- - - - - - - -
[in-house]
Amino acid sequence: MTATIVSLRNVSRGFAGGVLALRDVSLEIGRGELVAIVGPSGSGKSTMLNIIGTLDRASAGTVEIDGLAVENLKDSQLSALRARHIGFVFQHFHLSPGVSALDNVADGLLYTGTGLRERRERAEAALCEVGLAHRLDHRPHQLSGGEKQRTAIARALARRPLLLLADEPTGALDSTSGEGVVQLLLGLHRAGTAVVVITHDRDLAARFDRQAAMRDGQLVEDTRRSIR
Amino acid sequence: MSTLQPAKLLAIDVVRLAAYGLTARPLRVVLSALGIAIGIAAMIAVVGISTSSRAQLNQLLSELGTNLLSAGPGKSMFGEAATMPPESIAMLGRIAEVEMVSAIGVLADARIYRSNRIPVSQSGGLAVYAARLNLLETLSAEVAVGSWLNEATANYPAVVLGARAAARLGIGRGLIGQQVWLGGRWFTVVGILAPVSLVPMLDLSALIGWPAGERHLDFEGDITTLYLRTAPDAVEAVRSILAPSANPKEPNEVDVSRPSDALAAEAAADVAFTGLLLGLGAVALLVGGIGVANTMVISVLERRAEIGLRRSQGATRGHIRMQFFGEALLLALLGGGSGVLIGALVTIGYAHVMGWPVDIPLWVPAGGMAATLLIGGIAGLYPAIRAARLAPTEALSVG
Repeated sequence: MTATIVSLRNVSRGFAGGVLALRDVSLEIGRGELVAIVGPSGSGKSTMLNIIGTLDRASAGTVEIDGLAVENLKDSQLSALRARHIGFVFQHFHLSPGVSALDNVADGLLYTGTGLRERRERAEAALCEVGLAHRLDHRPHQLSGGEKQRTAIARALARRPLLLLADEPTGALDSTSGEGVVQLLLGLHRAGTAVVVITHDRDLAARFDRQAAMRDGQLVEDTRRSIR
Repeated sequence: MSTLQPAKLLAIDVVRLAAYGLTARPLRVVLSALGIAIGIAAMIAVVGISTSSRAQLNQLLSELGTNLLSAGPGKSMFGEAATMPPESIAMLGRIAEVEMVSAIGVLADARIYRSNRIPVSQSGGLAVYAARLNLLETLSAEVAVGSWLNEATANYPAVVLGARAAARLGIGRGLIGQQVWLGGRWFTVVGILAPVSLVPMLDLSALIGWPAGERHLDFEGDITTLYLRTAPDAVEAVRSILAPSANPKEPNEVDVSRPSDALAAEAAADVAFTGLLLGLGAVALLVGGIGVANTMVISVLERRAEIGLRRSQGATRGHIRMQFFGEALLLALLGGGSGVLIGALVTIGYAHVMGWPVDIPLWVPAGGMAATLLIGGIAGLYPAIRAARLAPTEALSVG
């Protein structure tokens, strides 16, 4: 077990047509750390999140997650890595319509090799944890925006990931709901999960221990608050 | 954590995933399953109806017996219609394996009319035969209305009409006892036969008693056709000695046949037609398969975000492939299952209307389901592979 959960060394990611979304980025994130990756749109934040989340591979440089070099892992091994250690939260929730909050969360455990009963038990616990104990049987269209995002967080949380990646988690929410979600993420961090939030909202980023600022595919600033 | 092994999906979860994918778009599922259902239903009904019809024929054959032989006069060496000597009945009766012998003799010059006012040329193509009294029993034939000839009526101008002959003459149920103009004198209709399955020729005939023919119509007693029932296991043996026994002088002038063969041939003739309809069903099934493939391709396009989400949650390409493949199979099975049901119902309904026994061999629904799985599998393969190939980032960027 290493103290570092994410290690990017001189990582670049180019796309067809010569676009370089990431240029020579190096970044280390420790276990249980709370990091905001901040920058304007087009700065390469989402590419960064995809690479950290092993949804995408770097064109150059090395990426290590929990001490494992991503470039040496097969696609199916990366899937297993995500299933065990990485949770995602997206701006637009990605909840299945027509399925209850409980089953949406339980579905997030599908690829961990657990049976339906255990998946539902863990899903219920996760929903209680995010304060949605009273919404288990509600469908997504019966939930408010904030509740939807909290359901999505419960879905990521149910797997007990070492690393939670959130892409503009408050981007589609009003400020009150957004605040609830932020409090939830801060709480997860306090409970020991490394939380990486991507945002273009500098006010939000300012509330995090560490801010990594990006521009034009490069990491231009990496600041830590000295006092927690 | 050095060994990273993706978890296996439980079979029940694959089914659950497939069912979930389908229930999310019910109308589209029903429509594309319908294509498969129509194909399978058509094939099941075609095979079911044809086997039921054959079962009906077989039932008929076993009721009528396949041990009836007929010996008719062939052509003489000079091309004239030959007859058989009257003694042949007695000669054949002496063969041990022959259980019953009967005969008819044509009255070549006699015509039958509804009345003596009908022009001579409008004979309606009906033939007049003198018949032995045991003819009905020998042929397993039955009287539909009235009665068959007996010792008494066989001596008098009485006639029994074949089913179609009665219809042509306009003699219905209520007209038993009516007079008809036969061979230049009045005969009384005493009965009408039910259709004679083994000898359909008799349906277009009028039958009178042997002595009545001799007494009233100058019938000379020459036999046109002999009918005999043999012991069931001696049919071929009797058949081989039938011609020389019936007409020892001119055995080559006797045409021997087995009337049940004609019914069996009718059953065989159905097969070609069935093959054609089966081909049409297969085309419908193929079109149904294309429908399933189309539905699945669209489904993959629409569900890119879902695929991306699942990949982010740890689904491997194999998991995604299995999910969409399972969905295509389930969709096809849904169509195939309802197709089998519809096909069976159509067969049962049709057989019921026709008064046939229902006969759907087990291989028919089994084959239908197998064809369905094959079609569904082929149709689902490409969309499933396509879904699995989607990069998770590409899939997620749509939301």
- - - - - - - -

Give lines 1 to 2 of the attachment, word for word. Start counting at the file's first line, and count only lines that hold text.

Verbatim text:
[in-house]
Amino acid sequence: MTATIVSLRNVSRGFAGGVLALRDVSLEIGRGELVAIVGPSGSGKSTMLNIIGTLDRASAGTVEIDGLAVENLKDSQLSALRARHIGFVFQHFHLSPGVSALDNVADGLLYTGTGLRERRERAEAALCEVGLAHRLDHRPHQLSGGEKQRTAIARALARRPLLLLADEPTGALDSTSGEGVVQLLLGLHRAGTAVVVITHDRDLAARFDRQAAMRDGQLVEDTRRSIR